which environmental issues are studied in operations management have been placed in separate sections in order to illustrate the wide range of ways in which the subject can be approached. This, in turn, reflects the inter-disciplinary nature and variety of approaches of operations management itself, as well as its common denominator,
aimed at solving problems in product manufacture and services Jones and Lockwood, 1998). However, the interrelation existing among the main operations decisions also means that they can be considered as a whole. For example, design for the environment calls for the simultaneous consideration of aspects such as environmental
technologies, ecological purchasing and supply strategy. In the same way, some of the perspectives highlighted here, such as remanufacturing, represent a new way of conceiving the whole production subsystem, according to which environmental issues influence the major decisions of the operations function: product design, variations
in the processes, or in the planning of production, capacity, supply and inventories.
07 May 2014 Page 3 of 17 ProQuest
Almost all the papers included in Table I highlight the fact that the operations function plays a major role in reducing the organisation’s impact on the natural environment. Therefore, environmental impact reduction should be considered, at least partially, as an issue which is the responsibility of operations management. The importance of
environmental matters in operations management is synthesised in Angell and Klassen’s (1999) literature review and research agenda. They revise some of the possible connections and suggest over 30 propositions between environmental protection and the main structural and infrastructural decisions of the operations function:
facilities, process technology, capacity, vertical integration, suppliers, new products, workforce, quality management, and planning and control systems. Other incipient research lines analyse the connection between the operations area performance and the firm’s environmental performance (Klassen and Whybark, 1999b; Hanna et al,
2000), or study the environmental problem in service operations management (Foster et al., 2000). Operations management can approach environmental sustainability via the definition of a new operations objective: environmental performance (Angell, 1993). Revising and updating operations objectives Operations competitive priorities
and operations objectives In a seminal article about manufacturing strategy, Skinner (1969) uses the concept of manufacturing tasks to connect corporate strategy with that of operations. The manufacturing task list includes, among others, the production variables of cost, delivery, lead time, quality and reliability. Initially, these
manufacturing tasks were considered as representative of exclusive objectives that could be chosen to support the firm’s general strategy (Skinner, 1969). The need to priorise these options in order to design the operations system justified a change in terminology, so that the manufacturing tasks or competitive dimensions were also
known as “competitive priorities”. The operations competitive priorities “indicate areas in which manufacturing must focus if it is to provide a competitive edge to the company” (Garvin, 1993, p. 87). Wheelwright (1984) named four basic competitive priorities which, to a great extent, have influenced the terminology and the content
assigned to operations objectives: cost, quality, dependability and flexibility. The degree to which these objectives are achieved would reflect the performance of the organisation’s operations area. The relationships between the various operations objectives, and their content have changed over the years. In the first case, the trade-off
model of the competitive priorities has been challenged. There is some evidence that supports those improvements in the operations performance areas may be mutually supportive if they are
Racial Differences in Intelligence Case Assignment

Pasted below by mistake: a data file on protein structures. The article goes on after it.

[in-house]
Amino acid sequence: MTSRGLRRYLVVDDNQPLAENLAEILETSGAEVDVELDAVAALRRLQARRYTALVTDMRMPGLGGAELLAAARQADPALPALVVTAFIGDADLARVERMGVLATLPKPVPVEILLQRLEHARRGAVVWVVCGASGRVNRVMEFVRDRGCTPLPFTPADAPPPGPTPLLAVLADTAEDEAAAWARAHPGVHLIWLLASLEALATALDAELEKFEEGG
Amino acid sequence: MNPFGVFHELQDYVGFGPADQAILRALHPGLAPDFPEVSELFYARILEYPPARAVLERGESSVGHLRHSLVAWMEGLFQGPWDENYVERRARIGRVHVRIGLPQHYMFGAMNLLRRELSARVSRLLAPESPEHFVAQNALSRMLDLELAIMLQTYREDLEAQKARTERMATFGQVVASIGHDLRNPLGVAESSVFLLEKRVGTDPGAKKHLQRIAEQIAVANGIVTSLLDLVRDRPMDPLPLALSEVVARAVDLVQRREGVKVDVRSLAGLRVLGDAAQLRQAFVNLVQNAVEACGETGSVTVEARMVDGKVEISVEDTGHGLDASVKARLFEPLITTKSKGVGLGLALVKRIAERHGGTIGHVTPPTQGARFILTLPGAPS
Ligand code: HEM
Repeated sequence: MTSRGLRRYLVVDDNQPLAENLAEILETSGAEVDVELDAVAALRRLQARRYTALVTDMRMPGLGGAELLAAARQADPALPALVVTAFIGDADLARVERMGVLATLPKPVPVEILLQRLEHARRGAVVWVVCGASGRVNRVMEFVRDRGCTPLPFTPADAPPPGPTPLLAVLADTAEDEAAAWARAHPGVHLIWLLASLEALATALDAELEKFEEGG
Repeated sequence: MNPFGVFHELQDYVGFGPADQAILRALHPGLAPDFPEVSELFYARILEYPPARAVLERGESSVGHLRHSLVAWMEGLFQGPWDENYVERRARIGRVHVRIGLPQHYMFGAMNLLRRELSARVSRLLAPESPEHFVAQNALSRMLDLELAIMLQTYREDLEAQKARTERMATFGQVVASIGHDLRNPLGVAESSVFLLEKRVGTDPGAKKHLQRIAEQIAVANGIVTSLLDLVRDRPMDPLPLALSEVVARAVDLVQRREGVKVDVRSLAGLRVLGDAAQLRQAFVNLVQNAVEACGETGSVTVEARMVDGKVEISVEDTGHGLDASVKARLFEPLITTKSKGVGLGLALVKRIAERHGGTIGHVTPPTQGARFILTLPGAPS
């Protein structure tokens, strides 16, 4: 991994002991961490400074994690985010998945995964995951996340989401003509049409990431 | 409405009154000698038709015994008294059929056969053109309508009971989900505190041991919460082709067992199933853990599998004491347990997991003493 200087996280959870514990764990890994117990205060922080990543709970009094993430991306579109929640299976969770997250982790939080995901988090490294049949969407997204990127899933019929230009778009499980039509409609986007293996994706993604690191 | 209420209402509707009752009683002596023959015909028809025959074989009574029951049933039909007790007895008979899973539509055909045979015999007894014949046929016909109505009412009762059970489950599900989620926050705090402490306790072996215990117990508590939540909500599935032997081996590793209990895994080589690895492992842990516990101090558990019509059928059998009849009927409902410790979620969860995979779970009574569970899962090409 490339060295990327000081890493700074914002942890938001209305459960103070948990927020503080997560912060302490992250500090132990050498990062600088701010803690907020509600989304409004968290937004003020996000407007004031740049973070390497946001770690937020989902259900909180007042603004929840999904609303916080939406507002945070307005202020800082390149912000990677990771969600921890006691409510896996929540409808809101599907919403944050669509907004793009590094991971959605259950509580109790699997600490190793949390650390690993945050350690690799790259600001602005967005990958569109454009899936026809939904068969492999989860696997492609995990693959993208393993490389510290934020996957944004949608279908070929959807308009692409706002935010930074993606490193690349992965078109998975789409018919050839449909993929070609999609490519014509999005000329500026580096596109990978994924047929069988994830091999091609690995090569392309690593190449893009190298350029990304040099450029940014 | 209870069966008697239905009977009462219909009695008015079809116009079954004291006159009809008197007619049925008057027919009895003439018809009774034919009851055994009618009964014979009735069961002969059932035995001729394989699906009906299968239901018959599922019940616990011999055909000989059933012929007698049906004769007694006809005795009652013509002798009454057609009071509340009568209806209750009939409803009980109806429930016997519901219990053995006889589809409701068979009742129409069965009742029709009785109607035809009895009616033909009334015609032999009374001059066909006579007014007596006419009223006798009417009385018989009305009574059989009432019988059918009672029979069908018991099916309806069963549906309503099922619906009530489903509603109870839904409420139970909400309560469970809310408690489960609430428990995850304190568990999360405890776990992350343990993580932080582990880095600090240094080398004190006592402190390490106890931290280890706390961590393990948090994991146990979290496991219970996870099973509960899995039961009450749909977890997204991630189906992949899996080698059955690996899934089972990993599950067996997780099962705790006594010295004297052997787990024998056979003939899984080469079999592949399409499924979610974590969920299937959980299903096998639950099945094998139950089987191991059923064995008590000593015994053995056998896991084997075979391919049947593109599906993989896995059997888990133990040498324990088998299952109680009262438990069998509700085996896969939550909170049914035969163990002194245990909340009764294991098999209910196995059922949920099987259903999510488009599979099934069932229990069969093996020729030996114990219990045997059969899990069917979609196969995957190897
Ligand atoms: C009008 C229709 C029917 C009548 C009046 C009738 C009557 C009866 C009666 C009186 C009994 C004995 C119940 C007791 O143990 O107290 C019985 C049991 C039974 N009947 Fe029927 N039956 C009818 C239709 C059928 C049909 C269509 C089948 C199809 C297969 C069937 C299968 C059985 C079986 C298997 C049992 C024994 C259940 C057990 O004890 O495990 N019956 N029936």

QUALITY OF RESPONSE NO RESPONSE POOR / UNSATISFACTORY SATISFACTORY GOOD EXCELLENT Content (worth a maximum of 50% of the total points) Zero points: Student failed to submit the final paper. 20 points out of 50: The essay illustrates poor understanding of the relevant material by failing to address or incorrectly addressing the relevant content; failing to identify or inaccurately explaining/defining key concepts/ideas; ignoring or incorrectly explaining key points/claims and the reasoning behind them; and/or incorrectly or inappropriately using terminology; and elements of the response are lacking. 30 points out of 50: The essay illustrates a rudimentary understanding of the relevant material by mentioning but not full explaining the relevant content; identifying some of the key concepts/ideas though failing to fully or accurately explain many of them; using terminology, though sometimes inaccurately or inappropriately; and/or incorporating some key claims/points but failing to explain the reasoning behind them or doing so inaccurately. Elements of the required response may also be lacking. 40 points out of 50: The essay illustrates solid understanding of the relevant material by correctly addressing most of the relevant content; identifying and explaining most of the key concepts/ideas; using correct terminology; explaining the reasoning behind most of the key points/claims; and/or where necessary or useful, substantiating some points with accurate examples. The answer is complete. 50 points: The essay illustrates exemplary understanding of the relevant material by thoroughly and correctly addressing the relevant content; identifying and explaining all of the key concepts/ideas; using correct terminology explaining the reasoning behind key points/claims and substantiating, as necessary/useful, points with several accurate and illuminating examples. No aspects of the required answer are missing. Use of Sources (worth a maximum of 20% of the total points). Zero points: Student failed to include citations and/or references. Or the student failed to submit a final paper. 5 out 20 points: Sources are seldom cited to support statements and/or format of citations are not recognizable as APA 6th Edition format. There are major errors in the formation of the references and citations. And/or there is a major reliance on highly questionable. The Student fails to provide an adequate synthesis of research collected for the paper. 10 out 20 points: References to scholarly sources are occasionally given; many statements seem unsubstantiated. Frequent errors in APA 6th Edition format, leaving the reader confused about the source of the information. There are significant errors of the formation in the references and citations. And/or there is a significant use of highly questionable sources. 15 out 20 points: Credible Scholarly sources are used effectively support claims and are, for the most part, clear and fairly represented. APA 6th Edition is used with only a few minor errors. There are minor errors in reference and/or citations. And/or there is some use of questionable sources. 20 points: Credible scholarly sources are used to give compelling evidence to support claims and are clearly and fairly represented. APA 6th Edition format is used accurately and consistently. The student uses above the maximum required references in the development of the assignment. Grammar (worth maximum of 20% of total points) Zero points: Student failed to submit the final paper. 5 points out of 20: The paper does not communicate ideas/points clearly due to inappropriate use of terminology and vague language; thoughts and sentences are disjointed or incomprehensible; organization lacking; and/or numerous grammatical, spelling/punctuation errors 10 points out 20: The paper is often unclear and difficult to follow due to some inappropriate terminology and/or vague language; ideas may be fragmented, wandering and/or repetitive; poor organization; and/or some grammatical, spelling, punctuation errors 15 points out of 20: The paper is mostly clear as a result of appropriate use of terminology and minimal vagueness; no tangents and no repetition; fairly good organization; almost perfect grammar, spelling, punctuation, and word usage. 20 points: The paper is clear, concise, and a pleasure to read as a result of appropriate and precise use of terminology; total coherence of thoughts and presentation and logical organization; and the essay is error free. Structure of the Paper (worth 10% of total points) Zero points: Student failed to submit the final paper. 3 points out of 10: Student needs to develop better formatting skills. The paper omits significant structural elements required for and APA 6th edition paper. Formatting of the paper has major flaws. The paper does not conform to APA 6th edition requirements whatsoever. 5 points out of 10: Appearance of final paper demonstrates the student’s limited ability to format the paper. There are significant errors in formatting and/or the total omission of major components of an APA 6th edition paper. They can include the omission of the cover page, abstract, and page numbers. Additionally the page has major formatting issues with spacing or paragraph formation. Font size might not conform to size requirements. The student also significantly writes too large or too short of and paper 7 points out of 10: Research paper presents an above-average use of formatting skills. The paper has slight errors within the paper. This can include small errors or omissions with the cover page, abstract, page number, and headers. There could be also slight formatting issues with the document spacing or the font Additionally the paper might slightly exceed or undershoot the specific number of required written pages for the assignment. 10 points: Student provides a high-caliber, formatted paper. This includes an APA 6th edition cover page, abstract, page number, headers and is double spaced in 12’ Times Roman Font. Additionally, the paper conforms to the specific number of required written pages and neither goes over or under the specified length of the paper.